• Sit down, and using your hands to help, place your heels into the straps with the soles of your feet on the handles.
  • Lay back, and extend your legs.
  • Extend through your hips, raising your lower back as high as possible.
  • Relax, and lower your body to the ground.
Tips:
  • The straps should hang directly below the anchor point if possible.
  • Maintain a tight core.
 
Challenge:
While your body is elevated, flex your knees to bring your heels toward your buttocks. This will increase use of the hamstrings.

DAN Note
To avoid an increased risk of decompression sickness, DAN® recommends that divers avoid strenuous exercise for 24 hours after making a dive. During your annual physical exam or following any changes in your health status, consult your physician to ensure you have medical clearance to dive.

Categories

 2020
 2019
 2018
 2016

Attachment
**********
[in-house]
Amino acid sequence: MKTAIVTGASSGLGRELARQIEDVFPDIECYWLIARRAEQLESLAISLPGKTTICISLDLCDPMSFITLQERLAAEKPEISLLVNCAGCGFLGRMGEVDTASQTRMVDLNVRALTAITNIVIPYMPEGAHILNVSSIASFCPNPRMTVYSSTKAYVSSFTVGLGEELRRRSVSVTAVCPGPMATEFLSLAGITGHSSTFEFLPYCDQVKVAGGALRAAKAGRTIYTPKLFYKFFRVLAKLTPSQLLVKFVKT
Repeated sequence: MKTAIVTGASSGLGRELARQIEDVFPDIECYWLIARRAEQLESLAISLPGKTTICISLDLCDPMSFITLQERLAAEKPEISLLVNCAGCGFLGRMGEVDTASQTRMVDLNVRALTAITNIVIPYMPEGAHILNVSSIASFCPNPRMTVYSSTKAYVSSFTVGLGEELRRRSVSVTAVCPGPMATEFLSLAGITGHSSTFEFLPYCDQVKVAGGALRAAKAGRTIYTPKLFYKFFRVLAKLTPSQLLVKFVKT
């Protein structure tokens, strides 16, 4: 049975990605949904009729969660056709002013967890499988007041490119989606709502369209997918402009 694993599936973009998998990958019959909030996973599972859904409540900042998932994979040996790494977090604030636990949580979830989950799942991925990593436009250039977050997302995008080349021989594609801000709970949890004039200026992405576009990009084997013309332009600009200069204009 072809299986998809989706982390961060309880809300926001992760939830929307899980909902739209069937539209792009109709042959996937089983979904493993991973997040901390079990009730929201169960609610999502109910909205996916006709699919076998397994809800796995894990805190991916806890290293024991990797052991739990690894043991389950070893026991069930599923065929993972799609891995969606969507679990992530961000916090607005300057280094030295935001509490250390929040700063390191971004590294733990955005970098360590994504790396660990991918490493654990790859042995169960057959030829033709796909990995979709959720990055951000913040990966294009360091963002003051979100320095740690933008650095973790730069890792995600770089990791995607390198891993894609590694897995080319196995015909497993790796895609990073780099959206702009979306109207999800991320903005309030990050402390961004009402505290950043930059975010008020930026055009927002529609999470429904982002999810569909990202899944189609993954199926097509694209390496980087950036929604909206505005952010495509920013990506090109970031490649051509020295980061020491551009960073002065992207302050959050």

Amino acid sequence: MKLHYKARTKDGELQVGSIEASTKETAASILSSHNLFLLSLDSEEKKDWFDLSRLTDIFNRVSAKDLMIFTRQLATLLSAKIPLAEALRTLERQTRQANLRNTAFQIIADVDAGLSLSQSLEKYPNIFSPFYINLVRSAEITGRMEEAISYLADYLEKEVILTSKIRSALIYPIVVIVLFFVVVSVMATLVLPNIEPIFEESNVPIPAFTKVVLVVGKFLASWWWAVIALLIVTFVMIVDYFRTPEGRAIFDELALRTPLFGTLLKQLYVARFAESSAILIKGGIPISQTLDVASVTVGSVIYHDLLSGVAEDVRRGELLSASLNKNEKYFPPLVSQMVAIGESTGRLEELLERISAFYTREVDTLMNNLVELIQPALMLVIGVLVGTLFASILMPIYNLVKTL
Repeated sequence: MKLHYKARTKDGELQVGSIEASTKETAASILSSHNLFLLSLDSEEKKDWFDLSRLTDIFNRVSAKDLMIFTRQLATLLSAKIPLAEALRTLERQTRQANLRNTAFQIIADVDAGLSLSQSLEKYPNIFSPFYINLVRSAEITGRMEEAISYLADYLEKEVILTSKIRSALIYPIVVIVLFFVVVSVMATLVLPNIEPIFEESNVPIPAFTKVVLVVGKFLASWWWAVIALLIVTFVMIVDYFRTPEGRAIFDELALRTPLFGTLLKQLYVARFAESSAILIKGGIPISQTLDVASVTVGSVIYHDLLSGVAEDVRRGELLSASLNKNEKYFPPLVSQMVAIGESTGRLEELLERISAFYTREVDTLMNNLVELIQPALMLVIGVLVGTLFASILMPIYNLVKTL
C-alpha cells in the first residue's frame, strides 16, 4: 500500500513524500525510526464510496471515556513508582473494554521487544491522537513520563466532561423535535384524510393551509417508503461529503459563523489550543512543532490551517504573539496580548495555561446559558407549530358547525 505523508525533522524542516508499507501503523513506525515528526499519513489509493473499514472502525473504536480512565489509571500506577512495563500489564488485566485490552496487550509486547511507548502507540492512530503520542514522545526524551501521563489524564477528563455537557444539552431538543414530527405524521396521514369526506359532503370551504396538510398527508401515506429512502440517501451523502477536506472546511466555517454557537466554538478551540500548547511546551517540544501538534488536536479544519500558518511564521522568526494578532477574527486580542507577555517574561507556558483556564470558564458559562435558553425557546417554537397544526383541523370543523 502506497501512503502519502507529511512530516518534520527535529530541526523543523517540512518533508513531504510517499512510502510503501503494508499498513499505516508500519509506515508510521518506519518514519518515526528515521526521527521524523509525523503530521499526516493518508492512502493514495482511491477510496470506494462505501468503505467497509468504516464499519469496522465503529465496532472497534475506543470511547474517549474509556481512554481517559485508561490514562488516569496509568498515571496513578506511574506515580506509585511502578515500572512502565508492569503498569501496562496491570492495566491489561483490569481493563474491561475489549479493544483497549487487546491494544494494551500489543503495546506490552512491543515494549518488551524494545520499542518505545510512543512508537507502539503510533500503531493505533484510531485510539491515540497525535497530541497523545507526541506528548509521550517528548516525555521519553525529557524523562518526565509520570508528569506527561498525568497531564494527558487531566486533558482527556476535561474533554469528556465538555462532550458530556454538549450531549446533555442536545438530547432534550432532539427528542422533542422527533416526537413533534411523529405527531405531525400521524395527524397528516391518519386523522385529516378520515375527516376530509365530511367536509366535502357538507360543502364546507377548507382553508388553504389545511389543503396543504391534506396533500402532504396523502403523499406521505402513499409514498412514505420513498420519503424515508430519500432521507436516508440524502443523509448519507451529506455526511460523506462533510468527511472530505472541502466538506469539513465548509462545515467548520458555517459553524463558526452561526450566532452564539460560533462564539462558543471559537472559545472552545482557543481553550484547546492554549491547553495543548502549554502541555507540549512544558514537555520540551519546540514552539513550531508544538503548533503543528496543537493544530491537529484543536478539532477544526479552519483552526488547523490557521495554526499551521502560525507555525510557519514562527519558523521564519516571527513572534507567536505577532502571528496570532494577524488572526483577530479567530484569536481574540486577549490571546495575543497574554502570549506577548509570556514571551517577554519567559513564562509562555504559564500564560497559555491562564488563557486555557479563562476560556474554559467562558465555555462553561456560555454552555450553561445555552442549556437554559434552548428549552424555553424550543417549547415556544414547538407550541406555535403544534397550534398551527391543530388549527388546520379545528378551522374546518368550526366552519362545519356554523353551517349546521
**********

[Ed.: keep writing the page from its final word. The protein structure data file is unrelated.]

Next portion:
immersion and bubble formation Accidents Acid reflux Acute ailments After anaesthesia Air Quality Air exchange centre Air hose failure Airway control Alert Diver Magazine Alternative gas mix Altitude changes Altitude sickness Aluminium Oxide Ama divers Amino acids Anaerobic Metabolism Annual renewal Apnea Apnoea Archaeology Arterial gas embolism Arthroscopic surgery Aspirin Aurel hygiene BCD BHP BLS Back adjustment Back pain Back treatment Backextensors Badages Bag valve mask Bahamas Balancing Bandaids Barbell back squat Barometric pressure Barotrauma Basic Life Support Batteries Bench press Benign prostate hyperplasia Black Blood flow Blurred vision Boat safety Bone fractures Bouyancy compensators Boyle's Law Boyle\'s Law Bradycardia Brain Breast Cancer Breath Hold Diving Breath hold Breath-hold Breathing Gas Breathing Breathold diving Broken bones Bruising Bubbleformation Buddy Exercise Buoyancy Burnshield CGASA CMAS CO2 COVID-19 COVID CPR Cabin pressure Caissons diseas Camera settings Cancer Remission Cancer treatments Cancer Cannabis and diving Cannabis Cape Town Dive Festival Cape Town Carbon dioxide Cardio health Cardiological Cardiomyopathy Chamber Safety Chamber science Charging batteries Charles' Law Charles\' Law Charles\\\' Law Charles\\\\\\\' Law Charles\\\\\\\\\\\\\\\' Law Chemotherapy Chest compressions Chiropractic Citizen Conservation Cleaning products Coastalexcursion Cold Water Cold care ColdWater Cold Commercial diving Commercial schools Compressed gas Conservation Contaminants Contaminated air Coral Conservation Coral Reefs Corals Core strength Corona virus Courtactions Crohns disease Crowns Crystal build up Crystallizing hoses Cutaneous decompression DAN Courses DAN Profile DAN Researchers DAN medics DAN members DAN report DCI DCS Decompressions sickness DCS theories DCS DEMP DM training DNA DReams Dalton's Law Dalton\'s Law Dalton\\\'s Law Dalton\\\\\\\'s Law Dalton\\\\\\\\\\\\\\\'s Law Dauin island Deco dives Decompression Illness Decompression Sickness Decompression Stress Decompression illsnes Decompression treatment Decompression Deep diving Deep water exploration Delayed Offgassing Dental Diaphragms Diseases Dive Chamber Dive Computer Dive Destinations Dive H Dive Industry Dive Instruction Dive Instructor Dive Pros Dive Research Dive Training Dive Travel Dive accidents Dive buddies Dive computers Dive excursions Dive fitness Dive gear Dive heallth Dive health Dive medicines Dive medicine Dive operators Dive planning Dive safety Dive safe Dive staff Diveleader training Diveleaders Diver Health Diver Profile Diver infliencers Diver on surface Divers Alert Diving Kids Diving Trauma Diving career Diving emergencies Diving emergency management Diving fit Diving guidelines Diving injuries Diving suspended Diving Dizziness Dolphins Domestic Donation Dowels Dr Rob Schneider Drysuit diving Drysuit valves Drysuits Dyperbaric medicines EAPs EAP Ear pressure Ear wax Ears injuries Education Electronic Emergency action planning Emergency decompression Emergency plans Emergency underwater Oxygen Recompression Emergency Enviromental Protection Environmental factors Environmental impact Environmental managment Equalisation Equipment care Evacuations Evacuation Evaluations Even Breath Exercise Exhaustion Extended divetime Extinguisher Extreme treatments Eye injuries FAQ Failures Fatigue Faulty equipment Fillings Fire Coral Fire Safety Firefighting First Aid Equipment First Aid Kit First Aid Training First Aid kits Fish Identification Fish Fitness Training Fitness to dive Fitness Flying Francois Burman Fredive Free Student cover Free diving Free flow Freedive Training Freediver Freediving performance Freediving Gas Density Gas laws Gas mixes GasPerformance Gases Gastoeusophagus Gastric bypass Gastroenterologist Gear Servicing Gordon Hiles Gutt irritations HCV HELP HIRA HMS Britanica Haemorhoid treatment Hazard Description Hazardous Marine life Hazardous marinelife Health practitioner Heart Attack Heart Health Heart Rate monitor Heart rates Heart rate Heart Heat stress Helium Hepatitis C Hepatitus B High temperatures Hip strength Hippocampus History Hot Humans Hydrate Hydration Hydrogen Hydroids Hydrostatic pressure Hyperbaric Chamber Hyperbaric research Hyperbarics Hypothermia Hypoxia Immersion Immine systems In Water Recompression Indemnity form Indian Ocean Indonesia Inert gas Infections Injections Instinct Instruction Instructors Insurance Integrated Physiology International travel International Interval training Irritation Joint pain KZN South Coast Kidneys Kids scubadiver KwaZulu Natal Labour laws Laryngospasm Learning to dive Legal advice Legislation Leukemis Liability Risks Liability releases Liability Life expectancy Lifestyle Lightroom editing Live aboard diving Liver Toxicity Liver diseas Low blood pressure Low pressure deterioration Low volume masks Lung Irritation Lung function Lung injuries Lung squeeze Lung surgery Lung MOD Maintenance Malaria Mammalian Dive Response Mammalian effect Marine Scientists Marine conservation Marine parks Marinelife Master scuba diver Maximum operating depth Medical Q Medical emergencies Medical questionaire Medical statement Medication Mehgan Heaney-Grier Mesophotic Middle ear pressure Mike Bartick Military front press Mixed Gas Mono Fins Mooring lines More pressure Motion sickness Muscle pain Mycobacterium marinum Nausea Nautilus Neck pain Neurological assessments Nitrogen build up Nitrox No-decompression Non-rebreather Mask Normal Air Nosebleeds O2 providers O2 servicing OOxygen maintenance Ocean Research Ocean pollution Open water divers Orbital implants Oronasal mask Out and about Outreach Oxygen Cylinder Oxygen Units Oxygen deficit Oxygen deicit Oxygen dificiency Oxygen ears Oxygen equipment Oxygen masks Oxygen supply Oxygen therapy Oxygen P J Prinsloo PFI PJP Tech Part 3 Partner Training Philippine Islands Philippines Phillipines Photography Physioball Physiotherapy Pills Pistons Planning Plastic Pneumonia Pneumothorax Poison Pollution Pool Diving Post-dive Pre-dive Preparation Prepared diver Press Release Professional rights Provider course Pulmanologist Pulmonary Bleb Pulmonary Edema Pulse Punture wounds Purge RAID South Africa RCAP REEF Radio communications Range of motion Rashes Rebreather diving Rechargeable batteries. Recompression chamber Recompression treatment Recompression Recycle Reef Conservation Reef surveyors Regulator failure Regulators Regulator Remote areas Renewable Report incidents Rescue Procedure Rescue breathing Rescue breaths Rescue training Rescue Resume diving Risk Assessments Risk assesments Risk assessment Risk elements Risk management SABS 019 Safety Stop Safety Sanitising Saturation Diving Save our seas Science Scombroid Poisoning Scuba Air Quality Scuba Injury Scuba Instructor Scuba children Scuba dive Scuba health Scubalearners Sea Horses Sealife Shark conservation Shark diving Sharks Shoulder strength Sideplank Signs and Symptoms Sit-ups Skin Bends Skin outbreak Skin rash Snorkeling Snorkels Sodwana Bay Solomon Islands South Africa Spinal pain Splits Squeezes Stability exercise Standars Stay Fit Stents Step ups Stroke Submerged Sudafed Sulawesi Supplemental oxygen Surface supplied Air Surfaced Surgeries Surgery Suspension training TRavel safety Tabata protocol Tattoes Technical Diving The Bends The truth Thermal Notions Tides Tips and trick Tooth squeeze Transplants Travel smarter Travel tips Travel Tunnelling Tweezers Ultrsound Unconsciousness Underground work Underwater photographer Underwater photography Underwater pho Urinary retention. Vaccines Vagus nerve Valsalva manoeuvers Vape Vaping Vasopressors Vasvagal Syncope Venting Virus infections Volatile fuels Washout treatments Wastewater Water Resistance Water Weakness Weigang Xu West Papua Wet diving bell Wetsuit fitting Wetsuits White balance Wide angles Winter Woman in diving Work of Breathing Workout Wound dressings Wreck divers Wreck dive Wreckdiving Wrecks Yoga Youth diver abrasion air-cushioned alert diver altitude anemia antibiotics antiseptics bandages barodontalgia bent-over barbell rows bioassays body art breathing air calories burn carbon dioxide toxicity cardiovascular checklist chemo port child clearances closed circuit scuba currents cuts dead lift decompression algorithms decongestants decongestion dehydration dive injuries dive medicing dive ready child dive reflex dive tribe diver in distress diver rescue diver training dive diving attraction doctors domestic travel dri-suits drowning dry mucous membranes dry suits dry e-cigarettes ear spaces elearning electrolyte imbalance electroytes emergency action plans emergency assessment equalizing exposure injuries eyes fEMAL DIVERS fire rescue fitnes flexible tubing frediving freedivers gas bubble gas poisoning gastric acid gene expression health heartburn histidine hospital humidity immersion and bubble formation immersion pulmonary edema (IPE jaundice join DAN knee longevity lower stress malaise marine pathogens medical issues medical procedures medical risk assesment medications mental challenge micro-organisims minor illness mucous membranes nasal steroids nasal near drowning nematocysts neurological newdivers nitrogen bubbles off-gassed operating theatre operations orthopeadic outgas pain perforation phillippines physical challenges pinched nerves plasters polyester-TPU polyether-TPU post dive posture preserve prevention psychoactive pulmunary barotrauma rebreather mask rebreathers retinal detachment risk areas safety stops saturation scissors scuba equipment scuba single use sinus infections smoking snorkeling. spearfishing sterilising stings strength sub-aquatic swimmers ears tattoo care tecnical diver thermal protection toxicity training trimix unified standards vision impaired warmers water quality